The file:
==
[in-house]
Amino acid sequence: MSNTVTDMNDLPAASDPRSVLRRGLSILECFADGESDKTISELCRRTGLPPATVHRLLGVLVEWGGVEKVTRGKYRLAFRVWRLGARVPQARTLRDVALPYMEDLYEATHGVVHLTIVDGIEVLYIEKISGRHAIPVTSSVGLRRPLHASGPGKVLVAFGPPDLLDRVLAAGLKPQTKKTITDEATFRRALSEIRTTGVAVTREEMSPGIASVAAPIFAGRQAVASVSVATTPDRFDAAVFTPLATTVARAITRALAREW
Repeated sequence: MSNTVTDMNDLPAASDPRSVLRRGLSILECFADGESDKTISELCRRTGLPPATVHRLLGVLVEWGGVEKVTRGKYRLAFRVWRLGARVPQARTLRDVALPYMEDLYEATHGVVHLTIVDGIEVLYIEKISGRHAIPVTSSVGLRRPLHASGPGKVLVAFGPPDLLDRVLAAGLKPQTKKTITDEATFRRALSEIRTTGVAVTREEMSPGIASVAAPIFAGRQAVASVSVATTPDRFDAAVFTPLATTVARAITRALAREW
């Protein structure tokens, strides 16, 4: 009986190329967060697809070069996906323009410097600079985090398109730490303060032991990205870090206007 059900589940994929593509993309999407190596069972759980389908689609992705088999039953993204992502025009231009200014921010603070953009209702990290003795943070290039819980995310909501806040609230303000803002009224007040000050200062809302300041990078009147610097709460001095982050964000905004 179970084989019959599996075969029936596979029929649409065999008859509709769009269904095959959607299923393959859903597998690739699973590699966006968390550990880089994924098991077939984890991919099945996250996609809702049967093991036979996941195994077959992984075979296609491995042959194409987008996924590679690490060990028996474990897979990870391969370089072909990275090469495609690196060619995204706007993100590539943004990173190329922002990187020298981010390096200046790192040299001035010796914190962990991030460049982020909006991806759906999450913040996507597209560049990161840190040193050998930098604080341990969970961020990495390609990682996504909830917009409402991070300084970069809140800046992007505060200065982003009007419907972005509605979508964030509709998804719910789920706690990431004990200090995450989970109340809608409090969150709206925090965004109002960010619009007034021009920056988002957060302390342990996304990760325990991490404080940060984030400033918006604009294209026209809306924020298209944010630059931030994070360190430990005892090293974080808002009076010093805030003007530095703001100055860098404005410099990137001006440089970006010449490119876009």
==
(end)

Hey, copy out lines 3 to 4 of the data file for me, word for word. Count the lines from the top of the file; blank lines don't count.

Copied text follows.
Repeated sequence: MSNTVTDMNDLPAASDPRSVLRRGLSILECFADGESDKTISELCRRTGLPPATVHRLLGVLVEWGGVEKVTRGKYRLAFRVWRLGARVPQARTLRDVALPYMEDLYEATHGVVHLTIVDGIEVLYIEKISGRHAIPVTSSVGLRRPLHASGPGKVLVAFGPPDLLDRVLAAGLKPQTKKTITDEATFRRALSEIRTTGVAVTREEMSPGIASVAAPIFAGRQAVASVSVATTPDRFDAAVFTPLATTVARAITRALAREW
């Protein structure tokens, strides 16, 4: 009986190329967060697809070069996906323009410097600079985090398109730490303060032991990205870090206007 059900589940994929593509993309999407190596069972759980389908689609992705088999039953993204992502025009231009200014921010603070953009209702990290003795943070290039819980995310909501806040609230303000803002009224007040000050200062809302300041990078009147610097709460001095982050964000905004 179970084989019959599996075969029936596979029929649409065999008859509709769009269904095959959607299923393959859903597998690739699973590699966006968390550990880089994924098991077939984890991919099945996250996609809702049967093991036979996941195994077959992984075979296609491995042959194409987008996924590679690490060990028996474990897979990870391969370089072909990275090469495609690196060619995204706007993100590539943004990173190329922002990187020298981010390096200046790192040299001035010796914190962990991030460049982020909006991806759906999450913040996507597209560049990161840190040193050998930098604080341990969970961020990495390609990682996504909830917009409402991070300084970069809140800046992007505060200065982003009007419907972005509605979508964030509709998804719910789920706690990431004990200090995450989970109340809608409090969150709206925090965004109002960010619009007034021009920056988002957060302390342990996304990760325990991490404080940060984030400033918006604009294209026209809306924020298209944010630059931030994070360190430990005892090293974080808002009076010093805030003007530095703001100055860098404005410099990137001006440089970006010449490119876009």